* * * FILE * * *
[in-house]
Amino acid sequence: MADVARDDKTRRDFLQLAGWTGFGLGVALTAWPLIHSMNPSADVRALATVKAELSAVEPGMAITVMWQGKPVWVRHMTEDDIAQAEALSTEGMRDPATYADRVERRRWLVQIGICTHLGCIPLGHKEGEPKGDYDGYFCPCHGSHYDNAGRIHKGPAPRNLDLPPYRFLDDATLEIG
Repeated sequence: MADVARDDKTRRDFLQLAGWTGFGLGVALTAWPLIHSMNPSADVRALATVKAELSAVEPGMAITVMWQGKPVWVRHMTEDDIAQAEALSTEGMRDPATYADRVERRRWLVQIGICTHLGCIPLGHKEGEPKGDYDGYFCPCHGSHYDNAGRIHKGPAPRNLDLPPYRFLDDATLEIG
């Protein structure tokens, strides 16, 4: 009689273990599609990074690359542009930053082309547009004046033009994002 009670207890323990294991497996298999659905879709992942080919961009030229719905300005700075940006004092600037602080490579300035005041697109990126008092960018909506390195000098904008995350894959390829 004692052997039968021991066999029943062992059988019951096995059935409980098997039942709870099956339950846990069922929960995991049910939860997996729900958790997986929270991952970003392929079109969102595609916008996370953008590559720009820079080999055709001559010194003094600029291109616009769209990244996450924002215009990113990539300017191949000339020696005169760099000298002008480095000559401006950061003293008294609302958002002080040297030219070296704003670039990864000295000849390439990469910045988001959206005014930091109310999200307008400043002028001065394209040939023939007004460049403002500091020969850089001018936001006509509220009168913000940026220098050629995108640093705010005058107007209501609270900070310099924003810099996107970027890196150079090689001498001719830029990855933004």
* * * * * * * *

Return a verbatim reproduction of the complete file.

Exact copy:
[in-house]
Amino acid sequence: MADVARDDKTRRDFLQLAGWTGFGLGVALTAWPLIHSMNPSADVRALATVKAELSAVEPGMAITVMWQGKPVWVRHMTEDDIAQAEALSTEGMRDPATYADRVERRRWLVQIGICTHLGCIPLGHKEGEPKGDYDGYFCPCHGSHYDNAGRIHKGPAPRNLDLPPYRFLDDATLEIG
Repeated sequence: MADVARDDKTRRDFLQLAGWTGFGLGVALTAWPLIHSMNPSADVRALATVKAELSAVEPGMAITVMWQGKPVWVRHMTEDDIAQAEALSTEGMRDPATYADRVERRRWLVQIGICTHLGCIPLGHKEGEPKGDYDGYFCPCHGSHYDNAGRIHKGPAPRNLDLPPYRFLDDATLEIG
């Protein structure tokens, strides 16, 4: 009689273990599609990074690359542009930053082309547009004046033009994002 009670207890323990294991497996298999659905879709992942080919961009030229719905300005700075940006004092600037602080490579300035005041697109990126008092960018909506390195000098904008995350894959390829 004692052997039968021991066999029943062992059988019951096995059935409980098997039942709870099956339950846990069922929960995991049910939860997996729900958790997986929270991952970003392929079109969102595609916008996370953008590559720009820079080999055709001559010194003094600029291109616009769209990244996450924002215009990113990539300017191949000339020696005169760099000298002008480095000559401006950061003293008294609302958002002080040297030219070296704003670039990864000295000849390439990469910045988001959206005014930091109310999200307008400043002028001065394209040939023939007004460049403002500091020969850089001018936001006509509220009168913000940026220098050629995108640093705010005058107007209501609270900070310099924003810099996107970027890196150079090689001498001719830029990855933004």